All said: committing to a Prayer Team makes you well-acquainted with the suffering of those you share the church rows (or pews or YouTube channel) with. And that can be difficult, for sure, as your heart breaks over the pain others are going through. It’s also a not-so-gentle reminder that life is hard. For all of us. Or as Katherine and Jay Wolf might say: being part of a Prayer Team disrupts the myth that church life is a pain-free life. Or, even more, on a theological level, maybe this is part of what it means to be a co-sufferer with Christ.

But then there’s the faith part of being on a Prayer Team. And I don’t mean the wonder and joy that comes when a prayer is answered: a healing occurs or a financial provision appears or a Service member comes home safely from overseas or a prodigal family member comes home to God. Moments when God answers prayers the way we hoped for are wonderful, but Prayer Team members are still left with ongoing prayer requests about difficult situations that don’t have resolutions.

Instead, by practicing prayer as part of a Prayer Team, you get to learn a more nuanced take on the Christian understanding of faith:

“Now faith is confidence in what we hope for and assurance about what we do not see.” (Hebrews 11:1 NIV)

And…

“So we fix our eyes not on what is seen, but on what is unseen, since what is seen is temporary, but what is unseen is eternal.” (2 Corinthians 4:18 NIV)

To daily enter into the prayer requests of my faith community teaches me that faith is the “assurance about what we do not see.” Faith is “what is unseen,” and, more, it’s in the unseen that we find the “eternal.” Faith resides in the immaterial, the spiritual, the eternal, in the infinity that resides within a human soul, in the deepest parts of what it means to be human. Faith is found collectively in the metaphysical beauty of a faith community as it leans into the love of God. Faith is not something you can quantify on a spreadsheet or store in a bank account; yet, it is cosmically powerful.

So when we go to prayer, we enter into that God-created space where, in His Presence, we can practice what we “do not see.” We can lean into the “eternal.” We can choose to hand over our own mortal, finite abilities, and, instead, have faith that the immortal, infinite Creator of the Universe will answer our prayers for our community’s good. The Apostle Paul says as much in his often-quoted letter to the Romans: “And we know that in all things God works for the good of those who love him,” (Romans 8:28 NIV). And while we lean into the practice of prayer on our own and as a Prayer Team, the local Church can also bring us together regularly for communal worship and the study of Scripture – while also meeting material needs as they arise. From a theological end, this could be part of what it means to be co-heirs with Christ, right?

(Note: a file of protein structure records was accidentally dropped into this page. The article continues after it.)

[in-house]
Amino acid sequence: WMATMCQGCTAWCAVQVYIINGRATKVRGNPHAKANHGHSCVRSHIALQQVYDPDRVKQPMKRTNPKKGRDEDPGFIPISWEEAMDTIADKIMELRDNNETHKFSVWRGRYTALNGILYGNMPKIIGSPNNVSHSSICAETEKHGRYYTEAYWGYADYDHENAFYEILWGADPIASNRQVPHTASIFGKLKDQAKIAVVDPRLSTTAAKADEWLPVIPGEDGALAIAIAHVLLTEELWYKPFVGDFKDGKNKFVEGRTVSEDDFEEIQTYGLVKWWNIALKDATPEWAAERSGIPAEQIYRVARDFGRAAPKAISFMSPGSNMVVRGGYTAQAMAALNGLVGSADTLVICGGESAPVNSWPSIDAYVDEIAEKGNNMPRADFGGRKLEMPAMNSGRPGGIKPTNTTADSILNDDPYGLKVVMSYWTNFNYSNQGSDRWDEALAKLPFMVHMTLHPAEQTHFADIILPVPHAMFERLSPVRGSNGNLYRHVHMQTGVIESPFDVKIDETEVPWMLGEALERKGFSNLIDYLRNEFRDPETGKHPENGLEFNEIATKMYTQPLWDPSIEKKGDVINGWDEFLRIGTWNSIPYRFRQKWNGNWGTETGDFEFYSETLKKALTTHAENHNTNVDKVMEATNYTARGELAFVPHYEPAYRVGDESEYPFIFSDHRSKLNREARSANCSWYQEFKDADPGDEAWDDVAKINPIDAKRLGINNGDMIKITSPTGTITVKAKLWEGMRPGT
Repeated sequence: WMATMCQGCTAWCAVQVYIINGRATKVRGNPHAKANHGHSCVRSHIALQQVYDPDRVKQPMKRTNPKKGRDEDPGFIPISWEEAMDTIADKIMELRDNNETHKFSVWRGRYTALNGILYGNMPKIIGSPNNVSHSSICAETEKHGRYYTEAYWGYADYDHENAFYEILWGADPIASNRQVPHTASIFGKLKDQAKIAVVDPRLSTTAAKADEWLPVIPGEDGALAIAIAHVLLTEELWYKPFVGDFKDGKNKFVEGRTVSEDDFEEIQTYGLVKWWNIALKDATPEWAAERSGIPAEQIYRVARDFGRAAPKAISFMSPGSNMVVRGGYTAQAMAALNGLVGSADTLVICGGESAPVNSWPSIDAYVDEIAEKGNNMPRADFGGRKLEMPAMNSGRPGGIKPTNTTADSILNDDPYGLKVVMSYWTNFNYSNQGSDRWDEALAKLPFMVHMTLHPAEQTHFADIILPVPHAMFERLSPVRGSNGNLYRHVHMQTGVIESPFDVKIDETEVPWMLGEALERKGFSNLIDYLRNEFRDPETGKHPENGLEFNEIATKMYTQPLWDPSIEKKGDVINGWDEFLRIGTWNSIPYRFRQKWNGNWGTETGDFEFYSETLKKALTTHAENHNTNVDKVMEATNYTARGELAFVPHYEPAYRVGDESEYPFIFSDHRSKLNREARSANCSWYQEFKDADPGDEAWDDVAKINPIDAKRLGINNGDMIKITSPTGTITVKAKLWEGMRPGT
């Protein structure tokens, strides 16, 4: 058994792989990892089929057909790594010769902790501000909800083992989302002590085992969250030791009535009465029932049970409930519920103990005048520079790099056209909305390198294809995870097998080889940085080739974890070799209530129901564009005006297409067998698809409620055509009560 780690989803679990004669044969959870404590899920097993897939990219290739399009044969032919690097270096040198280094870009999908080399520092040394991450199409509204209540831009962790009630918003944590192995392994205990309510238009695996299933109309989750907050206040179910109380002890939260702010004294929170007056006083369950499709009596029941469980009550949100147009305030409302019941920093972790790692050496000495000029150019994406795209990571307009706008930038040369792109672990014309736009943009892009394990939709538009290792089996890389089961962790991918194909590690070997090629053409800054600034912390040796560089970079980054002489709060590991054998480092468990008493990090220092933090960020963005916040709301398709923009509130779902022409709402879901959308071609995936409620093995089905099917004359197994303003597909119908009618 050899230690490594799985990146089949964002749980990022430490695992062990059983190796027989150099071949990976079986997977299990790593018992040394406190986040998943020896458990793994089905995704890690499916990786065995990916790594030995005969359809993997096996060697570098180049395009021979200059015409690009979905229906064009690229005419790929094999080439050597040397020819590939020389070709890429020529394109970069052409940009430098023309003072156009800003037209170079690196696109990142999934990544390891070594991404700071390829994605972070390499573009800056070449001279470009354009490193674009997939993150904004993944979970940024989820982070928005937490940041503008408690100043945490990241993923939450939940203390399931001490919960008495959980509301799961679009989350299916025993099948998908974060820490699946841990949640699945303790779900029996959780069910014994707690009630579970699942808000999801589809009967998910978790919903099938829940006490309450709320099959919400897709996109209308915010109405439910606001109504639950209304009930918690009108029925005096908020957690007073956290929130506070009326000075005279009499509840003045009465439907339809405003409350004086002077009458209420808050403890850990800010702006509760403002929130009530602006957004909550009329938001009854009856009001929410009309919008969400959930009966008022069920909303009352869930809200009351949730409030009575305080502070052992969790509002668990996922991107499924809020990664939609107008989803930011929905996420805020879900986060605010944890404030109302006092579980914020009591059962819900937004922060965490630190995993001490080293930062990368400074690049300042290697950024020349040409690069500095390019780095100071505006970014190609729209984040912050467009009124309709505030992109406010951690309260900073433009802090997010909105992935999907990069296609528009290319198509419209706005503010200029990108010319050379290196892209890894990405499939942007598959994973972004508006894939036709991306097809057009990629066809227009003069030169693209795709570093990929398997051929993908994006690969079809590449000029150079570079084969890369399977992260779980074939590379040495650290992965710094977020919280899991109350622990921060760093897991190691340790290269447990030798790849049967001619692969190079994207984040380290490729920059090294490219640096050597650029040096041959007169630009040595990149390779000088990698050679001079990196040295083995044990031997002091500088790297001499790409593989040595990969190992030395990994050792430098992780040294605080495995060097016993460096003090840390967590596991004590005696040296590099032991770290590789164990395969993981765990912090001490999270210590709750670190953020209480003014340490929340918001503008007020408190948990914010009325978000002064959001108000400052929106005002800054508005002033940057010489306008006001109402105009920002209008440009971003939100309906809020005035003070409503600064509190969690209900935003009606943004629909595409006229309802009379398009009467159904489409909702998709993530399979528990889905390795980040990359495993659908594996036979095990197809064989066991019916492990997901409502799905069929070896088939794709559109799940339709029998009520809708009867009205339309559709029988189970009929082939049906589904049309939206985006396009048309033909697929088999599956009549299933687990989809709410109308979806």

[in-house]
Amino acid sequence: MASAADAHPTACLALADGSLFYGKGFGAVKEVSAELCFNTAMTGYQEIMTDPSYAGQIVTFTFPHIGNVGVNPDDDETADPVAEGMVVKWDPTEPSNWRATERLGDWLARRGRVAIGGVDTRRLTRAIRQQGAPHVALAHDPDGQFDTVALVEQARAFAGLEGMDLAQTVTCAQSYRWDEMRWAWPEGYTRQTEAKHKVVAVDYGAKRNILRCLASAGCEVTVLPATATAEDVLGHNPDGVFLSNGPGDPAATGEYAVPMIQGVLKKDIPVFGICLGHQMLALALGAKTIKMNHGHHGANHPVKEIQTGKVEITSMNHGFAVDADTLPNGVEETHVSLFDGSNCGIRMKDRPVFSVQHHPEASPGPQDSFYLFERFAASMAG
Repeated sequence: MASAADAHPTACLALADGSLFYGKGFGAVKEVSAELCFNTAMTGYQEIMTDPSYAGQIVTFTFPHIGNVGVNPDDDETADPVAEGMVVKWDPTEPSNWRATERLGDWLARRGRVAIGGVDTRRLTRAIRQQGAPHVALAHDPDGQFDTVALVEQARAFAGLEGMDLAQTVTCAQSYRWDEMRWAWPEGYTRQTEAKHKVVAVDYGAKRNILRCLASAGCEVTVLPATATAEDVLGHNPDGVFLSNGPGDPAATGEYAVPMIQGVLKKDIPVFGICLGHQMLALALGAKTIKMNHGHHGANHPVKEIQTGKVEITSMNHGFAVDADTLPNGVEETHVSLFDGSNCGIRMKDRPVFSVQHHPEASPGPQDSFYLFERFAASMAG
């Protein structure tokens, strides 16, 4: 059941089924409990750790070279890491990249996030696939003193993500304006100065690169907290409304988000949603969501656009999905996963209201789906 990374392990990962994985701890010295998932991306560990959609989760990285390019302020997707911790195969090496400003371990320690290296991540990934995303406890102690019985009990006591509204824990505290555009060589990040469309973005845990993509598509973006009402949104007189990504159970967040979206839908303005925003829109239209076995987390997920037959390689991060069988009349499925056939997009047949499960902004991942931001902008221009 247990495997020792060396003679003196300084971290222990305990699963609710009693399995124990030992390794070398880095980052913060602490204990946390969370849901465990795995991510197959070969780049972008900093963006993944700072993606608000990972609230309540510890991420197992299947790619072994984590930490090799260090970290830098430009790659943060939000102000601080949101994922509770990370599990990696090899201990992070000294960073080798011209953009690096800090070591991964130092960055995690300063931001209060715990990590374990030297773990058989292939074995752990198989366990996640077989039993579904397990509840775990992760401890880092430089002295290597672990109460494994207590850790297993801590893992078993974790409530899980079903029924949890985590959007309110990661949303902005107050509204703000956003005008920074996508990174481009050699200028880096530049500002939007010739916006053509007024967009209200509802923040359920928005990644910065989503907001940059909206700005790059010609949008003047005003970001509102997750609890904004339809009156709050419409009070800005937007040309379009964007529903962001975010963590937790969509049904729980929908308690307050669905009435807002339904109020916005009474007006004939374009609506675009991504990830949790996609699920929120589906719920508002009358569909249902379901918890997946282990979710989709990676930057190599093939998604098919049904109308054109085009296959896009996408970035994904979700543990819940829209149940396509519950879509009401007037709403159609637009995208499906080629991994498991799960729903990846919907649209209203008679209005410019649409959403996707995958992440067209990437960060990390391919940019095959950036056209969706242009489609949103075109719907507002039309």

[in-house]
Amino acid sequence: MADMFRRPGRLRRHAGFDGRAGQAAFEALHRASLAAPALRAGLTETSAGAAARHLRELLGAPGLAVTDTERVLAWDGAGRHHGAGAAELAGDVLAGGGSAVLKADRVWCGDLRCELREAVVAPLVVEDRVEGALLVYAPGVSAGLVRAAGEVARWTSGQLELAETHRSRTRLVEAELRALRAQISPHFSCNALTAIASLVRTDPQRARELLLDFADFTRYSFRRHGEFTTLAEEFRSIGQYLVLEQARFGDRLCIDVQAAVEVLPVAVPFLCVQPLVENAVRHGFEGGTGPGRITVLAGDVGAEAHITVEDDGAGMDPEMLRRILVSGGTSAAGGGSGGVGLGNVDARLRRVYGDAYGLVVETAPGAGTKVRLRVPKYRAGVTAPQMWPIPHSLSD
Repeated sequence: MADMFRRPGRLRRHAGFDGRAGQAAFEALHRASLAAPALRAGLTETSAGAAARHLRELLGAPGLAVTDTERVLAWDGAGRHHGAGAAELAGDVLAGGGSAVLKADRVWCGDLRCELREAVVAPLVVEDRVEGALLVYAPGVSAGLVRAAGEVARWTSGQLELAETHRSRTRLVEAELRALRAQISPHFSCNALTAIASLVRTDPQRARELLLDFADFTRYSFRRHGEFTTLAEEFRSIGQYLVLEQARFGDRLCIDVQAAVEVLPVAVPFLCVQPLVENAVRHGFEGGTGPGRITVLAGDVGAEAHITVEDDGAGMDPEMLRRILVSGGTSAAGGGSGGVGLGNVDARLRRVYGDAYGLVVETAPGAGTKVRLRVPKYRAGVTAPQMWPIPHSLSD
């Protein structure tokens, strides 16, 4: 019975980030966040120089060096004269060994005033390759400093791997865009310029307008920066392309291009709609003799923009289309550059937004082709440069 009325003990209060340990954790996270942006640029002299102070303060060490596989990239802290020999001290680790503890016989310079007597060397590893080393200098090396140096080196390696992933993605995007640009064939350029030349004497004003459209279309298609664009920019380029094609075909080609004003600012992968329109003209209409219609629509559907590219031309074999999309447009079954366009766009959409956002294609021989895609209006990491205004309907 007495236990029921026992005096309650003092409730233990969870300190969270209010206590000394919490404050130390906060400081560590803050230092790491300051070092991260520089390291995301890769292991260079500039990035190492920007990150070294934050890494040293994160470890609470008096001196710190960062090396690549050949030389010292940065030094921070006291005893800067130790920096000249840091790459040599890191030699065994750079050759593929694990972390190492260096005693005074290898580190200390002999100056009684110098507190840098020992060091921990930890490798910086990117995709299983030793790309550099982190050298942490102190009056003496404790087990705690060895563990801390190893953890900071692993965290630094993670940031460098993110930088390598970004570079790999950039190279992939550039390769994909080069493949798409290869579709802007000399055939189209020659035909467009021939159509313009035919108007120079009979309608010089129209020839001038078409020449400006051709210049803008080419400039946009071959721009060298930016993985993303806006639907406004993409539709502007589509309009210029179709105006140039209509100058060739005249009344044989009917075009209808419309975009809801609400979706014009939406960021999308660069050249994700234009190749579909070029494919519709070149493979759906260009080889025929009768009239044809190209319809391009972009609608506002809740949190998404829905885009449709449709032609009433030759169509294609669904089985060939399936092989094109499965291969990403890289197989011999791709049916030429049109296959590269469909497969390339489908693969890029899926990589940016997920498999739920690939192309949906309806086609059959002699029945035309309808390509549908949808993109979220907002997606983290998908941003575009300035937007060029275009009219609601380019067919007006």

In total, being a part of a Prayer Team both acquaints me with suffering and teaches me faith. As I daily pray over what are, oftentimes, the tough realities of my fellow members of my local church, I daily open the wounds of those I share community with. And that practice is hard, no doubt. But in so doing, I also lean into the healing salve of faith: faith in a God who is present in the unseen, the eternal, and the infinite, and who is working in the very depths of our souls for our good. And, maybe, in this, we get to be co-sufferers and co-heirs with Christ, and be a Church that comes together to meet the needs of our community.

🙏🏻🙏🏻🙏🏻

The Practice of Supplication

A – Adoration

C – Confession

T – Thanksgiving

S – Supplication

“‘Come to me, all you who are weary and burdened, and I will give you rest.’”(Jesus in Matthew 11:28)

Deep breath.

2020 was a doozy. So was 2021. With Omicron and more, 2022 has started off on much the same foot. I’m hopeful for the new Administration, but what we face is much bigger than politics. Everything that’s happened in the last two calendar years is a lot to take in.

But I write today from a place of hope, even though it’s hope amidst struggle. The Christian faith knows well these types of hard seasons. Jesus called to Himself all those who were weary and burdened because He knew He could give us rest (Matthew 11:28). He called us to Himself because He knew His yoke was easy and His burden was light (Matthew 11:30). He knew the human condition: that “even youths grow tired and weary, and young men stumble and fall” (Isaiah 40:30). But He also knew what He offered amidst that: “But those who hope in the Lord will renew their strength. They will soar on wings like eagles; they will run and not grow weary, they will walk and not be faint.” (Isaiah 40:31)

The Christian practice of supplication is asking God for specific prayer requests, especially amidst difficult circumstances. It’s a chance to pray to God for a myriad reasons: family, friends, health, finances, work, our government, our church, for really anything we’re dealing with in our lives.